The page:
Henry Cowell: Big Sing, for orchestra; Hymn and Fuguing Tune no.2, revised; Short Symphony
Paul Creston: Fantasy, for trombone and orchestra
Norman Dello Joio: Concerto for harp and chamber orchestra; Symphonic Dances
David Diamond: Music for Shakespeare's Romeo and Juliet; Symphony no.4
Edoardo Di Biase: Music for Orchestra
Walter Eiger: American Youth Overture
Herbert Elwell: Pastorale, for voice and orchestra
Alvin Etler: Passcaglia and Fugue, for orchestra
Grant Fletcher: An American Overture
Isadore Freed: Princess and the Vagabond, opera
Edwin Gerschefski: Half Moon Mountain, for baritone, women's chorus, and orchestra
Don Gillis: The New America, for orchestra; Portrait of a Frontier Town
Percy Grainger: The Power of Rome and the Christian Heart, for band
Camargo Guarnieri: Prologo e Fuga, for orchestra
Guido Guerrini: La Citta perduta, for mezzo, bass, chorus, and orchestra
Roy Harris: Mass for men's voices and organ; Theme and Variations, for accordion and orchestra
Philip Henry: Pacific Nocturne
Frederick Jacobi: Symphony in C; Two Pieces in Sabbath Mood, for large orchestra
Walter S. Jenkins: Prelude and Passacaglia, for orchestra
Ernst Krenek: Symphony no.4
Dai-Keong Lee: Capriccio for Band
Benjamin Ludlow: Fantasy on Christmas Carols
Otto Luening: Evangeline, opera
Alan Macneil: Procession of the Kings from Act II of Macbeth
Gian Francesco Malipiero: Symphony no.4
Bohuslav Martinu: Three Madrigals, for violin and viola
Harl McDonald: Saga of the Mississippi, for orchestra
Peter Mennin: Fantasia for Strings
Darius Milhaud: Sonata a trois, for violin, viola, and cello
Douglas Moore: Farm Journal, suite for orchestra
Jerome Moross: Ballet Ballads
Harold Morris: Symphony no.3, "Amaranth"
Nicolas Nabokov: The Return of Pushkin, for high voice and orchestra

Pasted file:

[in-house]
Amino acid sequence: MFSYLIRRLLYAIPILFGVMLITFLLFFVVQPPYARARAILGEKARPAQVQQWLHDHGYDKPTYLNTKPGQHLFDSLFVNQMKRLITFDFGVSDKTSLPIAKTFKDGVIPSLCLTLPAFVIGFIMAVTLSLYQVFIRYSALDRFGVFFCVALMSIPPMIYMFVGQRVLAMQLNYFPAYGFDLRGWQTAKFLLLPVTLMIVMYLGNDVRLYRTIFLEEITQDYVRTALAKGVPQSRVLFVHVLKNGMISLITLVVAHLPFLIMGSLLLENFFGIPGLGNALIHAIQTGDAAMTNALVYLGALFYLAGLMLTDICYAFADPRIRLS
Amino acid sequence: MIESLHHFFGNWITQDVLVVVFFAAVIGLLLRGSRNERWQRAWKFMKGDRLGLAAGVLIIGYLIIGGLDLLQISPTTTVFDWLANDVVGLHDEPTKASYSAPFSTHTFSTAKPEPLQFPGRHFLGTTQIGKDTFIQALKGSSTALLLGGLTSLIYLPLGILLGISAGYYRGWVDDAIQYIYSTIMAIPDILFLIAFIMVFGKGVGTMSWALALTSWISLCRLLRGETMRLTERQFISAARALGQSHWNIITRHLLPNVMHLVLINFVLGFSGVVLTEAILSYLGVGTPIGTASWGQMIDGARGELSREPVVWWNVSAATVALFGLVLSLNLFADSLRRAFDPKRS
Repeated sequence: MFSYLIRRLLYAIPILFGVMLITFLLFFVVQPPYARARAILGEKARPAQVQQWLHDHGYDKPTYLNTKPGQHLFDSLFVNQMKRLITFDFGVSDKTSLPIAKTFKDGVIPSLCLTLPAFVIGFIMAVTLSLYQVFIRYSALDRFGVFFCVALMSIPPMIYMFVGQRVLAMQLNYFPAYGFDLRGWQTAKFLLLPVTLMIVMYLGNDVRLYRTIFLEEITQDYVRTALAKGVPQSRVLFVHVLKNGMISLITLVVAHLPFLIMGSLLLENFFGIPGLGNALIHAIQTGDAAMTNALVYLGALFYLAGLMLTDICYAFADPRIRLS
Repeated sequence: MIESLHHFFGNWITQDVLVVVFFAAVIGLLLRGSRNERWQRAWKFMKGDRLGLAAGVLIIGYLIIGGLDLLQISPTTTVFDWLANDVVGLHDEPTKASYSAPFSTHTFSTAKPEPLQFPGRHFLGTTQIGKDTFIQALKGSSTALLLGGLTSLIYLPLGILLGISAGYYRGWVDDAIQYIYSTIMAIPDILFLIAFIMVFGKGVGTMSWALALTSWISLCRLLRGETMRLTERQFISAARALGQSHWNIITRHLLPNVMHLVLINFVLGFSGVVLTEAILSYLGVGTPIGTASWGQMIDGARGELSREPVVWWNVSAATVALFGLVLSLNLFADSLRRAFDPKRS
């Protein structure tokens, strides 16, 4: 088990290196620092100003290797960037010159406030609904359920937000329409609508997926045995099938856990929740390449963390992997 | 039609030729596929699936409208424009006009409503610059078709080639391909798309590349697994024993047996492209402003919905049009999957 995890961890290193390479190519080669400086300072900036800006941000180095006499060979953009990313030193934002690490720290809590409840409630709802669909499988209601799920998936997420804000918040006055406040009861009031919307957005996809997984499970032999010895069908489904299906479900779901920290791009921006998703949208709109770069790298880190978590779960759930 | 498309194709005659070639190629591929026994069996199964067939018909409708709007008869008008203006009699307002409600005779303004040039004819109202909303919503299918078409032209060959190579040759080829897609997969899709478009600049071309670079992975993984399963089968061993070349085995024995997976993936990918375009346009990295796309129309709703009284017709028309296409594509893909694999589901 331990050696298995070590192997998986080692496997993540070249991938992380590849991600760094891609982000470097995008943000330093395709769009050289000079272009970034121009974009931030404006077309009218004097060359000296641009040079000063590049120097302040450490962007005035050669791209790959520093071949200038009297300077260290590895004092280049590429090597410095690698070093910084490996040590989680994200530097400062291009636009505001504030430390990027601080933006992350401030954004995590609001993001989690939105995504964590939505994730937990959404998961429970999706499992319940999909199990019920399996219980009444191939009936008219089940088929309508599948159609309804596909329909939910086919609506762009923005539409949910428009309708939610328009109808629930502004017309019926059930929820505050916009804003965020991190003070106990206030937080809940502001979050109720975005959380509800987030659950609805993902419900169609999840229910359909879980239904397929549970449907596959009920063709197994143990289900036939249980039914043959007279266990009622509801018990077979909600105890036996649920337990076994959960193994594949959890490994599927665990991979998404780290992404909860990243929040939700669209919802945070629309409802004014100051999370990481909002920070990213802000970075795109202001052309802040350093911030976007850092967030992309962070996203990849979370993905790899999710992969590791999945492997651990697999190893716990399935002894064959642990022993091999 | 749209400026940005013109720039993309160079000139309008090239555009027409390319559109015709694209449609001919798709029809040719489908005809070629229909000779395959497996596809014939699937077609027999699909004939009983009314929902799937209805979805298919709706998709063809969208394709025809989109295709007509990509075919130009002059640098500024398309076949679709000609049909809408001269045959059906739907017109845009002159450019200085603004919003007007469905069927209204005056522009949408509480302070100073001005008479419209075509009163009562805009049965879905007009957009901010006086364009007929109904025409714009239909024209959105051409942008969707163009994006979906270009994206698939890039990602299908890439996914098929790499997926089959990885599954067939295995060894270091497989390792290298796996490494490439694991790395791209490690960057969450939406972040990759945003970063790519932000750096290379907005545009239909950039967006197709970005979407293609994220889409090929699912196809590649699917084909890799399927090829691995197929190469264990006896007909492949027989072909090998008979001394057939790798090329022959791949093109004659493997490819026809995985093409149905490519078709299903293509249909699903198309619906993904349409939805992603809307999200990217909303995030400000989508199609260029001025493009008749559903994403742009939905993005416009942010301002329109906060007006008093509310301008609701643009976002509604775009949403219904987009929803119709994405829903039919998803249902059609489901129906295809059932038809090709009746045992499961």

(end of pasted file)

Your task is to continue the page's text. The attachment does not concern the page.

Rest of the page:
Herman M. Parris: The Hospital, suite for orchestra
Vincent Persichetti: Symphony no.3
Walter Piston: Symphony no.3; Symphonic Suite
Quincy Porter: Viola concerto
Karol Rathaus: Chorus from Iphigenia in Aulis
Gardner Read: Pennsylvaniana, suite for orchestra
Wallingford Riegger: Symphony no.3
Leroy Robertson: Trilogy, for orchestra
Bernard Rogers: Symphony no.4
Robert Rohe: Prelude, for orchestra
Artur Schnabel: Rhapsody for Orchestra
Tom Scott: Johnny Appleseed, portrait for orchestra
Elie Siegmeister: Symphony no.1
David Stanley Smith: Quartet no.10
Igor Stravinsky: Orpheus, ballet; Symphonies of Wind Instruments, revised
Alexander Tansman: Symphony no.7
Virgil Thomson: The Seine at Night, for orchestra
Ernst Toch: Hyperion: A Dramatic Prelude, for orchestra
Godfrey Turner: Gregorian Overture
Heitor Villa-Lobos: Madona, for orchestra; Mandu Carara, symphonic poem
George Volkel: Symphony of Psalms
Robert Ward: Symphony no.2
George Wargo: Symphony no.1
Powell Weaver: Fugue for Strings
Alec Wilder: Piece for Orchestra
Efrem Zimablist: Violin concerto in C sharp minor

As I look over this list I realise it's really just a vain attempt to make this blog fodder for obscure Google searches...